An elevated white compressible, evanescent area produced by dermal oedema A diffuse swelling ol oedema that extends to the subcutaneous tissue A solid mass in the skin, usually greater than 0.5 cm in diameter

A nipple-like mass projecting from the skin Pinhead-sized macules of blood in the skin A larger macule or papule of blood In the skin A larger extravasation ol blood into the skin A swelling from gross bleeding A linear or curvilinear papule, caused by a burrowing scabies mite A plug of keratin and sebum wedged in a dilated pilosebaceous orifice The visible dilatation of small cutaneous blood vessels

Comedo Telangiectasia Secondary lesions [which evolve from primary lesions)


A flake arising from the horny layer


Looks like a scale, but is composed of dried blood or

tissue fluid


An area of skin from which the whole of the epidermis

and at least the upper part of the dermis has been



An ulcer or erosion produced by scratching


An area of skin denuded by a complete or partial loss

of the epidermis


A slit in the skin


A cavity or channel that permits the escape of pus or



The result of healing, in which normal structures are

permanently replaced by fibrous tissue


Thinning of skin due to diminution ol the epidermis,

dermis, subcutaneous fat


A streak-like linear, atrophic, pink, purple or white lesion

of the skin caused by changes in the connective


striae on close inspection of the papules (Fig. 2.20B), and made indisputable by the observation of a while lacy network on the buccal mucosa (Fig. 2.20C); a biopsy for diagnostic purposes in this instance would be like checking the engine specification of a car to determine its make rather than looking at the general shape and (he name on the body!

Most skin lesions are pink; other colours may help in diagnosis, for example the yellow-orange hue of


Fig. 2.20 Diagnostic seguence, lichen planus. B Discrete flat-topped papules at the wrist, E Wlckham's striae visible on close inspection B White lacy network of striae on buccal mucosa.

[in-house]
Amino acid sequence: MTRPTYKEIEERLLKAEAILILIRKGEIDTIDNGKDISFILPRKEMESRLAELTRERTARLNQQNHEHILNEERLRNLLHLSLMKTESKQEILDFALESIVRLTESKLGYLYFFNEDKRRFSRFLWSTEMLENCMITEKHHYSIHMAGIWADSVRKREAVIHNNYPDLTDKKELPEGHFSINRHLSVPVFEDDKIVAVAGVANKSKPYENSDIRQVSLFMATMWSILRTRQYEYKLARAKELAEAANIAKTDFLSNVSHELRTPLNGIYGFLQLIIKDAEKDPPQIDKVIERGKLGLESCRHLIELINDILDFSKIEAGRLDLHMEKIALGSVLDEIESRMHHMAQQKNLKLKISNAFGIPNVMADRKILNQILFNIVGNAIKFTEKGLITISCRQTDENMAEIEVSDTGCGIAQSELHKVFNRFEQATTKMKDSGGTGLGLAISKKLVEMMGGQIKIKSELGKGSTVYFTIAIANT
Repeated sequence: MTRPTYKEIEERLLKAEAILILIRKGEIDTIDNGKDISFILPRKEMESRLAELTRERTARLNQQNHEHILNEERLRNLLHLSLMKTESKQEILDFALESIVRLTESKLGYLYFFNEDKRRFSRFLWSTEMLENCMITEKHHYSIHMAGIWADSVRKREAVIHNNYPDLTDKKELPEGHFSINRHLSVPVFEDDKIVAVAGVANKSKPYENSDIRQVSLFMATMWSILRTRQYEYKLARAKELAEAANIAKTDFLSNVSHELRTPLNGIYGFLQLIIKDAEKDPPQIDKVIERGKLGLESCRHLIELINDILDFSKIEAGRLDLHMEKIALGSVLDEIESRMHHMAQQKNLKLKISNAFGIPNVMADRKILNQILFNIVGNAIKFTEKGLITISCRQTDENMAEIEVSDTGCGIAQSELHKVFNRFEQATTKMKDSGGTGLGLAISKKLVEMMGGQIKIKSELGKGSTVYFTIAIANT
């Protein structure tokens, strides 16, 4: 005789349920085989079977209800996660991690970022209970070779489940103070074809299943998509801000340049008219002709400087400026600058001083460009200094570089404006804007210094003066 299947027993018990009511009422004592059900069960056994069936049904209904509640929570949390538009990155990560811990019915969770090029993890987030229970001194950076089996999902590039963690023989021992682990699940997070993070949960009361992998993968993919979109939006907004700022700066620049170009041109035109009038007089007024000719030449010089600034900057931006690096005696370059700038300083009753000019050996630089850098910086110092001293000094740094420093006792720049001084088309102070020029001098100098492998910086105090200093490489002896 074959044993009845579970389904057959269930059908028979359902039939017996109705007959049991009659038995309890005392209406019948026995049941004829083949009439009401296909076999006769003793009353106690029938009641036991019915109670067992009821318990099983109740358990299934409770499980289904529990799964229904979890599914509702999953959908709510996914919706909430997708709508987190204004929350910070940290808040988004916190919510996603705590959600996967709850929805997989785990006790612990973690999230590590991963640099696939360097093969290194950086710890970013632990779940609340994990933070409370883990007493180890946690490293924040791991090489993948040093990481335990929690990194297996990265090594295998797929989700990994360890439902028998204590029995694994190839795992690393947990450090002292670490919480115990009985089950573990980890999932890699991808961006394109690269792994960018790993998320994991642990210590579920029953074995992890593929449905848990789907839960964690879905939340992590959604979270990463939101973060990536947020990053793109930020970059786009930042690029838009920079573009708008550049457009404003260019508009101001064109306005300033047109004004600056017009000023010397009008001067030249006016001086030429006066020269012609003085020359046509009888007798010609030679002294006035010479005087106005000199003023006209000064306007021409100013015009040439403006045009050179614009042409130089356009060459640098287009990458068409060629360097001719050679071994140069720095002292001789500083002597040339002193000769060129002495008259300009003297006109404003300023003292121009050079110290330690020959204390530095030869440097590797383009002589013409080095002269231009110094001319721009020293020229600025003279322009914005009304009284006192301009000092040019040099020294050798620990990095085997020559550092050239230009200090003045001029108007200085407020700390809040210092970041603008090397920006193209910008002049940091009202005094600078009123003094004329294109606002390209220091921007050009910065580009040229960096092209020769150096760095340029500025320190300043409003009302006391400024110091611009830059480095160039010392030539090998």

xanthomata, the violaceous tint of lichen planus, the slaie-grey colour of drug-induced pigmentation (Fig. 2.3A). Variation in colour, asymmetry and an irregular outline are key signs in distinguishing some malignant from benign lesions (Fig. 2.21). The surface characteristics of individual lesions may be equally important diagnostic pointers (Fig. 2.22). Finally, a tiny primary lesion, which might only be


Lentigo Simple
Fig. 2.21 Simple versus malignant lentigo, [a] Simple lesion with well-defined margin. B Malignant lesion with irregular margin and pigmentation.

recognised with the help of a lens, may provide the vital clue in diagnosing a widespread and non-specific rash. The best example of this is the burrow caused by the scabies mile (Fig. 2.23).

Close to the patient, perhaps aided by a lens, the clinician should study individual lesions carefully and ask the following questions.


• What are the characteristics of their margin and surfaces?

Legionella Pneumophila Skin Lesion

Fig. 2.22 Surface characteristics as a key to diagnosis.

H Keratoacanthoma. [II Sasa! ceil carcinoma.

Configuration. Having studied the overall distribution of the rash and the morphology of individual lesions, the clinician should note the arrangement or configuration of the lesion or groups of lesions. Examples in which configuration of lesions aids diagnosis include the Kobner phenomenon in psoriasis and lichen planus, grouping of vesicles in herpes simplex (Fig. 2.24A), the patterning and peripheral spread of urticaria (Fig. 2.24B) and the linear appearance of insect bites (Fig. 2.24C),


• Ultraviolet radiation is the main factor speeding the ageing process in skin.

• Skin lesions often evolve over a period of time. Several examinations during the period of evolution often facilitate diagnosis.

• The overall distribution of a rash may be the most valuable clue to diagnosis.

• The morphology of the primary lesion may be obscured by secondary changes but whenever possible should be carefully defined

Diagram Legionaires Disease

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  • Faruz
    How to analyse individual lesion morphology on the foot?
    7 years ago